Though separated by nearly two hundred years, the cultural landscape between 19th century France and 21st century America is also similar. Mentioned here are the relevant contours of 19th century France; the thoughtful reader can make the connections with present day America. Father Vianney arrived at his parish a generation after unparalleled cultural and political upheaval in France. The Revolution and subsequent Terror, the hardships under Napoleonic rule, the widespread devastation of churches, religious communities and practices, and the outright attack on the Church in France herself, were still fresh in the minds of many. The Revolution’s spawn of secularism had permeated much of French society, with even the smaller villages feeling its reverberations. God and the Church were relegated more and more to the margins of French life.
Upheaval was also felt within the Church in France. In the wake of the Revolution, the faithful were often confused about the relationship between faithfulness to the Church and allegiance to the State. The State had sought to subsume the Church, going so far as to force the clergy to take an oath to the State, effectively making the priest more of an employee of the State than a servant of the Gospel. The faithful, moreover, were scandalized when many priests succumbed to this pressure, including the then pastor of Ars, Father Saunier. Educated at the Sorbonne, Ars’s pastor took the oath in 1791 and the spiritual unraveling of the parish in Ars began. The next year the parish church was looted and Father Saunier left the priesthood. The sanctuary of the parish church was converted into a club where the “free thinkers” of the area held their meetings. Though restoration of the Church in France began in 1801, tension and confusion about the clergy still existed. Which priests could one trust? What of the priests who took the oath? What about those priests who refused and suffered or were even killed? France in the 19th century also was experiencing a priest shortage.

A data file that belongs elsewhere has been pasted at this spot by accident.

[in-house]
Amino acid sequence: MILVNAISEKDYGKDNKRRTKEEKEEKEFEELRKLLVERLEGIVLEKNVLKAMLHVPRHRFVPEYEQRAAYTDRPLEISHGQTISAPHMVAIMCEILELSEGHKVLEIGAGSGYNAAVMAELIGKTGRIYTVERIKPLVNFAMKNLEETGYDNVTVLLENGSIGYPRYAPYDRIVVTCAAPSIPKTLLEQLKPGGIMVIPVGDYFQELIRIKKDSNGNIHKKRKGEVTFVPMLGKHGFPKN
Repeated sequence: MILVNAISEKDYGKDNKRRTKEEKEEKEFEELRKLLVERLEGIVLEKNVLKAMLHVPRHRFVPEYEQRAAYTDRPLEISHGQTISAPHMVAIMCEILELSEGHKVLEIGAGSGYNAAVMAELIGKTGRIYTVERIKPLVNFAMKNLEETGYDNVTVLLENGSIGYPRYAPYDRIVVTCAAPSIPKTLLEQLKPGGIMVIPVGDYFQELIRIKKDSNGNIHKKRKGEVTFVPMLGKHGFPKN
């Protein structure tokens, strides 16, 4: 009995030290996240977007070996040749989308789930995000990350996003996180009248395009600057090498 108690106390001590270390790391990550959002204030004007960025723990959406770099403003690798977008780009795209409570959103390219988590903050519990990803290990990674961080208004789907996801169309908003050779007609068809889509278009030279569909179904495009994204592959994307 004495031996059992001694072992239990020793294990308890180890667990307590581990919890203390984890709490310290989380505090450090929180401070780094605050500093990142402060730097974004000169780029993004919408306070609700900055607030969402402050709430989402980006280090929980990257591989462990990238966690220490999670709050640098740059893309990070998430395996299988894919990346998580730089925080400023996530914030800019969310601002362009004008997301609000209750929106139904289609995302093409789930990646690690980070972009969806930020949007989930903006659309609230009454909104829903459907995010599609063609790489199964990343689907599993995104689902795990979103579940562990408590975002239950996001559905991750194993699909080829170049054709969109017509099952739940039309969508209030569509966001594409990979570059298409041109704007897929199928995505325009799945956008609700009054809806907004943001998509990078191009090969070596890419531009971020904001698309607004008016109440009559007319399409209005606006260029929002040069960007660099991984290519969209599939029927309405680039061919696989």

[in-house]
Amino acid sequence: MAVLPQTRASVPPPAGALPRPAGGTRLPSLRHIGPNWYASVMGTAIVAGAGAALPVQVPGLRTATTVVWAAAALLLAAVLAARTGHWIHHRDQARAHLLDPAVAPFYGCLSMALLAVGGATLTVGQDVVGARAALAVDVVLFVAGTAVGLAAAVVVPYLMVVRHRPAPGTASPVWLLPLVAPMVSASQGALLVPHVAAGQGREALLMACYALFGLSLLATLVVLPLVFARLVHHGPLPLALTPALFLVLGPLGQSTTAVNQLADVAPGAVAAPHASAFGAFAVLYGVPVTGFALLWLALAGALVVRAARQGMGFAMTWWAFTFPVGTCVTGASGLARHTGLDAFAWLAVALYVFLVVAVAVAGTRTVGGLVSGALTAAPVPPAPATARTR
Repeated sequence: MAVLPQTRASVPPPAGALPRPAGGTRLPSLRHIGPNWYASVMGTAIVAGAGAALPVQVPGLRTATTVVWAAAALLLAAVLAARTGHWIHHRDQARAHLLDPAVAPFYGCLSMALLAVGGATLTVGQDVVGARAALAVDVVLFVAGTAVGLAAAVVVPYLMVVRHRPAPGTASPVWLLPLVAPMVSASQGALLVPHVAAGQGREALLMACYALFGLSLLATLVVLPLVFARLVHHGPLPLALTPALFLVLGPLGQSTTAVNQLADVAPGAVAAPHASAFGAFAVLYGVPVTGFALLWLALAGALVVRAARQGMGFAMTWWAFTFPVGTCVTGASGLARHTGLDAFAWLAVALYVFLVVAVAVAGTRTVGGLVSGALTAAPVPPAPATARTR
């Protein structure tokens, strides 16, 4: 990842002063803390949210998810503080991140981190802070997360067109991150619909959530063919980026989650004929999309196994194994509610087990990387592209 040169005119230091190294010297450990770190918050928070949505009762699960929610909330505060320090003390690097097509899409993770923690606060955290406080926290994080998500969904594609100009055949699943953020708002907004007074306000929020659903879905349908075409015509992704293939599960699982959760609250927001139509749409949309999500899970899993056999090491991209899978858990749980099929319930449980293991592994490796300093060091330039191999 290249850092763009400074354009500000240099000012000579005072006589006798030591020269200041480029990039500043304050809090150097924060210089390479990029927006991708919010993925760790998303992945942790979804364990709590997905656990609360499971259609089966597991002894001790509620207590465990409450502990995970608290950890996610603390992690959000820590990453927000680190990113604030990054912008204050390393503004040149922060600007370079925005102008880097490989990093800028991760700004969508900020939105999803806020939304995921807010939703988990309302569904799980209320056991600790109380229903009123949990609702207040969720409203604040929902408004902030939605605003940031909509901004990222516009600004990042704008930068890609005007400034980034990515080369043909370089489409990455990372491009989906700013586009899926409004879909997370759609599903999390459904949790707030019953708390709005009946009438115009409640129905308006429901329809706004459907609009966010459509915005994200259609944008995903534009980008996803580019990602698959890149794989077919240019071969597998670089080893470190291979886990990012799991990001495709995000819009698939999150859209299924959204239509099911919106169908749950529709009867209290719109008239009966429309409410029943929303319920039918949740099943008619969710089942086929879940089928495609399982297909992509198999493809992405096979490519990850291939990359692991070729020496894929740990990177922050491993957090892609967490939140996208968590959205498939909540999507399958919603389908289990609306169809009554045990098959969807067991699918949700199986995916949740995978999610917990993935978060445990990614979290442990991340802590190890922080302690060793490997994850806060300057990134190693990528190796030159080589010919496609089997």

The religious ignorance and indifference spawned by the Revolution had their effect on the life of Ars. People frequently missed Sunday Mass, and work dominated the lives of most. The tiny settlement boasted of four taverns where the livelihoods of many families were squandered. The very people who could not find time for Sunday Mass spent themselves in festivities, lasting far into the night and ending in the usual evils. Religious ignorance was rampant in both children and adults. Ironically the efforts of the Revolution to replace worship of the living God with the goddess “Reason” reaped the fruit of widespread illiteracy, and only a minority in Ars could read. Ars, however, was no better or worse off than the other villages in France. Remnants of faith and morals were still found scattered about among some of the families. The faith and the priesthood were not despised, just ignored. The impact of the Revolution and Terror, and the poor example or lack of stable clergy left the parish unsettled, ignorant, confused and at best lukewarm.